Tag Archives: symmetrical/asymmetrical

5th Grade Projects

Flowing Line – Op Art

Art with Mr. E’s blog has many fun and inspirational projects and I couldn’t wait to start the year off with this fun optical illusion!  Op Art was a significant art style that arrived shortly after the era of Pop Art (the 1960’s).  Victor Vasarely and Bridget Riley have been considered the king and queen of Op Art, creating illusions that convince the audience they are moving and have depth.  It really is amazing the illusions that can be created by altering the size, shape, repetition, and colors of lines

I have put a pause on this project as it was taking more weeks than planned, but we will DEFINITELY get back to it – we have such a great start!

Our Learning Targets:

I can follow the process of creating this “illusion”, being careful to follow the same lines every time, to and from the dots.

I can use shading techniques to further the illusion of depth.

A glimpse at the process – for a closer look at how to get started click “Art With Mr. E” above 🙂

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Sugar Skulls: 2-D vs. 3-D, and Symmetrical vs. Asymmetrical 

These Sugar Skulls (calaveras) inspired by Dia de los Muertos were an extended study of two-dimensional versus three-dimensional art, as well as symmetrical versus asymmetrical design.  Because our students have the privilege of learning the Spanish language throughout elementary school, they are already familiar with the holiday of Dia de los Muertos, and it’s interesting to see their knowledge expressed in a tactile way. We practiced drawing sugar skulls using this website.

We created our 2-D, symmetrical designs by folding our skulls in half lengthwise, filling only one half of the skull, flipping over and tracing the other half with a light box (like those that display xrays – but are awesome for seeing through paper to trace!) to get a perfectly symmetrical design.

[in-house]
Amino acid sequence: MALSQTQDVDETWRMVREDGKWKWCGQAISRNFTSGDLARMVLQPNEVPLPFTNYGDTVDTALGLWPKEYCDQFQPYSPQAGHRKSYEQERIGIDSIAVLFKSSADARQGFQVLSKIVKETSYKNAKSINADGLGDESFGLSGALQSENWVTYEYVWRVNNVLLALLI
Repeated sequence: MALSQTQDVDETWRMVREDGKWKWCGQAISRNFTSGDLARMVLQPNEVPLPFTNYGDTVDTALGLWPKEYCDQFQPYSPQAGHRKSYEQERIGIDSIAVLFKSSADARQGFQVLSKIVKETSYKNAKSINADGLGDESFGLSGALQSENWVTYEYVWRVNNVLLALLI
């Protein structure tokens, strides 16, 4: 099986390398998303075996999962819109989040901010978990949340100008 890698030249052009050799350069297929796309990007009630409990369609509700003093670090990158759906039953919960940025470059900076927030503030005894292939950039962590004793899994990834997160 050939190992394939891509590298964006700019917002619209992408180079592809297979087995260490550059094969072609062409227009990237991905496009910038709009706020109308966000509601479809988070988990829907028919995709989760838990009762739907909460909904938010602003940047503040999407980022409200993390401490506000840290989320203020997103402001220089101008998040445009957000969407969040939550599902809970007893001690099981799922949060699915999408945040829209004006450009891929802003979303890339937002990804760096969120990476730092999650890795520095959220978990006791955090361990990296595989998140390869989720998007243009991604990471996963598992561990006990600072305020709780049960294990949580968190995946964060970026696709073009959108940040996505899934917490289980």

We began our 3-D, asymmetrical sugar skulls by crumpling up newspaper, wrapping with masking tape, then using paper towel strips dipped in mod podge and/or paper mache mix to create the hardened shell.  We then painted, added design with permanent marker, and sealed with gloss medium. (I loved this idea of the 3-D skull when my practicum teacher taught it!)

Our Learning Targets:

I understand the art and practices of Dia de los Muertos.

I understand that Sugar Skulls are made for Dia de los Muertos.

I can create my calavera using symmetrical design.

I can explain the difference between 2-D shapes and 3-D forms.

I can demonstrate my understanding of symmetrical and asymmetrical design.

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Abstract Color Wheels (Preview!)

I feel it’s extremely important to study color theory at each grade level, whether it’s learning basic vocabulary, mixing colors, or both.  I found this idea for an abstracted color wheel in the monthly Arts and Activities magazine.  In addition to the tints, shades, and primary and secondary colors we use in this project, we familiarized ourselves with additional color vocabulary: intermediate colors, neutral colors, warm colors, cool colors, analogous colors, complementary colors, and hue. To get to know each color on the color wheel (and a few neutral colors) a little better we did this stick activity as a whole group then in partners.

To create these abstracted color wheels students made 6 areas of roughly the same size on their whole page (we traced over the lines of these areas with colored pencil to eliminate confusion later), then within each area 5 sections were made.  Each area would then feature a primary or secondary color and two of its tints and shades.

So: 6 areas, with 5 sections each – in one area: 1 hue (main color no mixing), 2 different tints of that hue, 2 different shades of that hue – 1+2+2=5 sections

Our Learning Targets:

I understand the primary colors can be mixed to make almost all other colors.

I can mix primary colors to make secondary colors.

I can use white and black to mix tints and shades of colors.

I can use color vocabulary.

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